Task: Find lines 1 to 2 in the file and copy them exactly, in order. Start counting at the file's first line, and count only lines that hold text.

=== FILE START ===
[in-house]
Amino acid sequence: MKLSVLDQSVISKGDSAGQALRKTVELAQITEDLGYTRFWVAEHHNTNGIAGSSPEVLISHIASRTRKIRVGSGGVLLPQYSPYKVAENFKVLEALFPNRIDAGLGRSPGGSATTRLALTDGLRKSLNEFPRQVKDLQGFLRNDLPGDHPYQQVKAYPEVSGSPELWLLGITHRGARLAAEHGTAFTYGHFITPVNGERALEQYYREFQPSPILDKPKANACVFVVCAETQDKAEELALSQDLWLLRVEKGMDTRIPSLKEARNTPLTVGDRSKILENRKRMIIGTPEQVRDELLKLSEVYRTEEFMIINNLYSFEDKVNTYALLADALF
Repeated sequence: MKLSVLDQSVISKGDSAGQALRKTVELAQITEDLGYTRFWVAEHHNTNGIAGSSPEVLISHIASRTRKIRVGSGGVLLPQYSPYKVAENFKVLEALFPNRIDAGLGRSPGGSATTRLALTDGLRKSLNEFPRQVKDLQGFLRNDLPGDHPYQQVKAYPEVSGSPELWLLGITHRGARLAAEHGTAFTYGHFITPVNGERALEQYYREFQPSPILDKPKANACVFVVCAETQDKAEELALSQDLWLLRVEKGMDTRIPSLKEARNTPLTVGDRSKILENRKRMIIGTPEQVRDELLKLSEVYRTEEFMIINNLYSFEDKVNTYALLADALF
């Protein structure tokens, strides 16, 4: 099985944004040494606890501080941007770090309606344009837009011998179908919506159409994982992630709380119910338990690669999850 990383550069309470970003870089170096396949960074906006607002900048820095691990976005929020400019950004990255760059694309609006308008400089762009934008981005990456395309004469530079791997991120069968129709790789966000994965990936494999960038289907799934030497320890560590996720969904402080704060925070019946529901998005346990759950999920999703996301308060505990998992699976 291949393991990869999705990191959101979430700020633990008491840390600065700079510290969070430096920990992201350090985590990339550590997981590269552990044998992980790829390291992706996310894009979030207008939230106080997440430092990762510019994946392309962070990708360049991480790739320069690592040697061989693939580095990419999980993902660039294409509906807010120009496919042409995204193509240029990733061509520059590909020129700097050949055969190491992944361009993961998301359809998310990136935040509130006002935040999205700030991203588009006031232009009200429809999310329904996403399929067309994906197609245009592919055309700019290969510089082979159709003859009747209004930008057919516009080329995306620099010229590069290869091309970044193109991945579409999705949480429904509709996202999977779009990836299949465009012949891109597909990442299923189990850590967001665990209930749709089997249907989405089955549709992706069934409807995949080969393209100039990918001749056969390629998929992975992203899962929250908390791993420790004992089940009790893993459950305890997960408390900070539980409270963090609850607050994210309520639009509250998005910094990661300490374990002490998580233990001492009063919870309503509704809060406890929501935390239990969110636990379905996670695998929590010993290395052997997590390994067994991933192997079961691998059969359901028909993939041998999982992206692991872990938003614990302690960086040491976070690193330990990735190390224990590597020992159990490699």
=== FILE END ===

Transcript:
[in-house]
Amino acid sequence: MKLSVLDQSVISKGDSAGQALRKTVELAQITEDLGYTRFWVAEHHNTNGIAGSSPEVLISHIASRTRKIRVGSGGVLLPQYSPYKVAENFKVLEALFPNRIDAGLGRSPGGSATTRLALTDGLRKSLNEFPRQVKDLQGFLRNDLPGDHPYQQVKAYPEVSGSPELWLLGITHRGARLAAEHGTAFTYGHFITPVNGERALEQYYREFQPSPILDKPKANACVFVVCAETQDKAEELALSQDLWLLRVEKGMDTRIPSLKEARNTPLTVGDRSKILENRKRMIIGTPEQVRDELLKLSEVYRTEEFMIINNLYSFEDKVNTYALLADALF